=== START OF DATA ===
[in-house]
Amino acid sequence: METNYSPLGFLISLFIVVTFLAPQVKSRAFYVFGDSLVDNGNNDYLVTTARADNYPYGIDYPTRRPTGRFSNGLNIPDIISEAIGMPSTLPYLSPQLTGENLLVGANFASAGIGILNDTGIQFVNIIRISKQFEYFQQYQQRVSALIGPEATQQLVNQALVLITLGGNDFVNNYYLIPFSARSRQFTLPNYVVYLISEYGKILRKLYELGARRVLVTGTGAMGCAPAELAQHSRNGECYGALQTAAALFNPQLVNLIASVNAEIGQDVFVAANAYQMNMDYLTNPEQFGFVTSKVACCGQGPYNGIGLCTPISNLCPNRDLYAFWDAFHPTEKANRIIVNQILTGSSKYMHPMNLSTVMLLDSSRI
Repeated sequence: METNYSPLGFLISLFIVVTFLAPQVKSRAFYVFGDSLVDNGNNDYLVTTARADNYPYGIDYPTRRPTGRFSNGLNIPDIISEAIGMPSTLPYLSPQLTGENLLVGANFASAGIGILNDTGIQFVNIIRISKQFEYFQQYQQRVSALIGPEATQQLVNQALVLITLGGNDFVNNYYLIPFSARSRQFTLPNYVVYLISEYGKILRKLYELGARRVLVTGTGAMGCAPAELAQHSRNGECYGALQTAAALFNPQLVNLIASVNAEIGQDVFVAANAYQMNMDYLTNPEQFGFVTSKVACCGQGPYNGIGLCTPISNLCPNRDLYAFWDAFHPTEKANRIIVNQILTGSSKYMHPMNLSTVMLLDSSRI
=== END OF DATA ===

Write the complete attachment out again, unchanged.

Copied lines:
[in-house]
Amino acid sequence: METNYSPLGFLISLFIVVTFLAPQVKSRAFYVFGDSLVDNGNNDYLVTTARADNYPYGIDYPTRRPTGRFSNGLNIPDIISEAIGMPSTLPYLSPQLTGENLLVGANFASAGIGILNDTGIQFVNIIRISKQFEYFQQYQQRVSALIGPEATQQLVNQALVLITLGGNDFVNNYYLIPFSARSRQFTLPNYVVYLISEYGKILRKLYELGARRVLVTGTGAMGCAPAELAQHSRNGECYGALQTAAALFNPQLVNLIASVNAEIGQDVFVAANAYQMNMDYLTNPEQFGFVTSKVACCGQGPYNGIGLCTPISNLCPNRDLYAFWDAFHPTEKANRIIVNQILTGSSKYMHPMNLSTVMLLDSSRI
Repeated sequence: METNYSPLGFLISLFIVVTFLAPQVKSRAFYVFGDSLVDNGNNDYLVTTARADNYPYGIDYPTRRPTGRFSNGLNIPDIISEAIGMPSTLPYLSPQLTGENLLVGANFASAGIGILNDTGIQFVNIIRISKQFEYFQQYQQRVSALIGPEATQQLVNQALVLITLGGNDFVNNYYLIPFSARSRQFTLPNYVVYLISEYGKILRKLYELGARRVLVTGTGAMGCAPAELAQHSRNGECYGALQTAAALFNPQLVNLIASVNAEIGQDVFVAANAYQMNMDYLTNPEQFGFVTSKVACCGQGPYNGIGLCTPISNLCPNRDLYAFWDAFHPTEKANRIIVNQILTGSSKYMHPMNLSTVMLLDSSRI